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Economies of contagion: financial crisis and pandemic


Robert Peckham Version of record first published: 14 Jan 2013.

To cite this article: Robert Peckham (2013): Economies of contagion: financial crisis and pandemic, Economy and Society, DOI:10.1080/03085147.2012.718626 To link to this article: http://dx.doi.org/10.1080/03085147.2012.718626

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Economy and Society 2013 pp. 1 23, iFirst article

Economies of contagion: nancial crisis and pandemic


Robert Peckham
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Abstract
The outbreak of an influenza A (H1N1) pandemic in 2009 coincided with a severe global financial downturn (2007 8). This paper examines the use of contagion as a model for assessing the dynamics of both episodes: the spread of infection and the diffusion of shock through an intrafinancial system. The argument is put that a discourse of globally emerging and re-emerging infection helped to shape a theory of financial contagion, which developed, particularly from 1997, in relation to financial crises in emerging markets in Southeast Asia. Conversely, concerns about the economic impact of a global pandemic have been influential in shaping public health responses to communicable diseases from the early 1990s. The paper argues that tracing the conceptual entanglement of financial and biological contagions is important for understanding the interconnected global environment within which risk is increasingly being evaluated. The paper also considers the consequences of this analogizing for how financial crises are understood and, ultimately, how responses to them are formulated. Keywords: contagion; emerging markets; emerging infections; networks; analogies; risk.

Introduction: models of contagion This paper investigates the interconnectedness of two global events: the 2007 8 Credit Crunch and the 2009 pandemic of swine-origin influenza A (H1N1)
Robert Peckham, The University of Hong Kong, Centre for the Humanities and Medicine, B926, 9/F, Run Run Shaw Tower, Centennial Campus, Pokfulam Road, Hong Kong. E-mail: rpeckham@hku.hk Copyright # 2013 Taylor & Francis ISSN 0308-5147 print/1469-5766 online http://dx.doi.org/10.1080/03085147.2012.718626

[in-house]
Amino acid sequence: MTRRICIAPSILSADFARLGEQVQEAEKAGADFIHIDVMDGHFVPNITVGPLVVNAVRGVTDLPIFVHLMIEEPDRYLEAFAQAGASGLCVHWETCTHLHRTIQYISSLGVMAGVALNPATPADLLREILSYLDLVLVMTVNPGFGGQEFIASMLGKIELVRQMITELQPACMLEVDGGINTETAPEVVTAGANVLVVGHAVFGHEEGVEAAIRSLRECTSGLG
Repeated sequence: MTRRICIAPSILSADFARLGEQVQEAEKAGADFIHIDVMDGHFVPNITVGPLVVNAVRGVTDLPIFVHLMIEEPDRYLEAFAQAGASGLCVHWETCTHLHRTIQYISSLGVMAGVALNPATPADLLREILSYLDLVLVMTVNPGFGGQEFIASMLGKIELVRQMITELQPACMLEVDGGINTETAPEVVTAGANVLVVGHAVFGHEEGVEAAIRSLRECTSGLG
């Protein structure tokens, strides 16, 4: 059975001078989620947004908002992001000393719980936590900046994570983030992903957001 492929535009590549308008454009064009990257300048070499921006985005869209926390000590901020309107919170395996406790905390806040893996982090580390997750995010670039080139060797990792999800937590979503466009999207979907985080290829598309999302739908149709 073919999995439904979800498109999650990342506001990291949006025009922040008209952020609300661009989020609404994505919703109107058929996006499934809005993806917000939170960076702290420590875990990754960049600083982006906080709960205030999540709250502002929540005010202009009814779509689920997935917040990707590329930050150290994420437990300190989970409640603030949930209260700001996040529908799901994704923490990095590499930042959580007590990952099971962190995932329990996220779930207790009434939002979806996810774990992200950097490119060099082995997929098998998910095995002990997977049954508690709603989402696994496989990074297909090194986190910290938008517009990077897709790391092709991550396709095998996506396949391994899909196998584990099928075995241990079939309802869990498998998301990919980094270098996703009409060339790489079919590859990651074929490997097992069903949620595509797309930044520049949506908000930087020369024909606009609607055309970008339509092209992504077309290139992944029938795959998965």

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strain (S-OIV), a hybrid of human, pig and avian influenza first identified in Mexico (Zimmer & Burke, 2009).1 In 2008, during the height of the financial crisis, commentators drew heavily and explicitly on the vocabulary of infectious disease and imported concepts from epidemiology to explain the spillover of volatility and the diffusion of distress through an intrafinancial system characterized by its complexity (Caballero & Simsek, 2009, p. 2). Both events financial crunch and pandemic were invariably construed by media commentators, public health officials, policy-makers and a range of experts as crises caused by destabilized and destabilizing global processes. Both events brought to the fore debates about the need for a re-evaluation of risk in relation to the threats posed by emerging infections, as well as the cross-institutional perturbations and cascading bank failures within the financial ecosystem (Haldane & May, 2011; May et al., 2008). In 2007, after a prolonged fall in US property prices, sub-prime mortgage defaults increased, prompting investors to reassess the risks of high-yield securities (Mizen, 2008, pp. 533 50). The economist Robert J. Shiller commented on the infectious exuberance which had characterized the subprime housing market, observing that financial bubbles are like epidemics and we should treat them both the same way (Shiller, 2008). Similarly, Timothy Geithner, US Secretary of the Treasury, observed in early 2008, following the loan defaults and the Federal Reserves bailout of Bear Stearns, the brokerage firm and investment bank: Contagion spreads, transmitting waves of distress to other markets (Geithner, 2008). To many economists and financial theorists, the global spread of the US financial flu held out the real prospect of a pandemic (Roubini, 2008). As Roubini and Mihm asserted: History confirms that crises are much like pandemics: they begin with the outbreak of a disease that then spreads, radiating outwards (2010, p. 8). Analogies of disease, infection and contagion pervade their account of the 2008 financial downturn, even though the authors themselves concede: Much of our framing and understanding of the worst financial crisis in generations derives from a set of assumptions that, while not always wrong, have nonetheless prevented a full understanding of its origins and consequences (Roubini & Mihm, 2010, p. 5). The focus, in this paper, is on the ways in which financial crises have been analogized with contagious disease. Specifically, it addresses the following questions: how, why and when did equations of financial distress with virulent infection come about? What are the consequences of this analogizing for how risk is understood, evaluated and communicated? To what extent does the language of contagion in economics and financial theory influence how governments, financial institutions and the public respond? Notwithstanding the experiences of 2007 8, and ongoing debates about financial contagion in relation to the sovereign debt crisis in the Eurozone, to date little attention has been paid to the manner in which financial downturns have been analogized by diverse actors across institutions (including news media outlets, government agencies, financial organizations and academia) as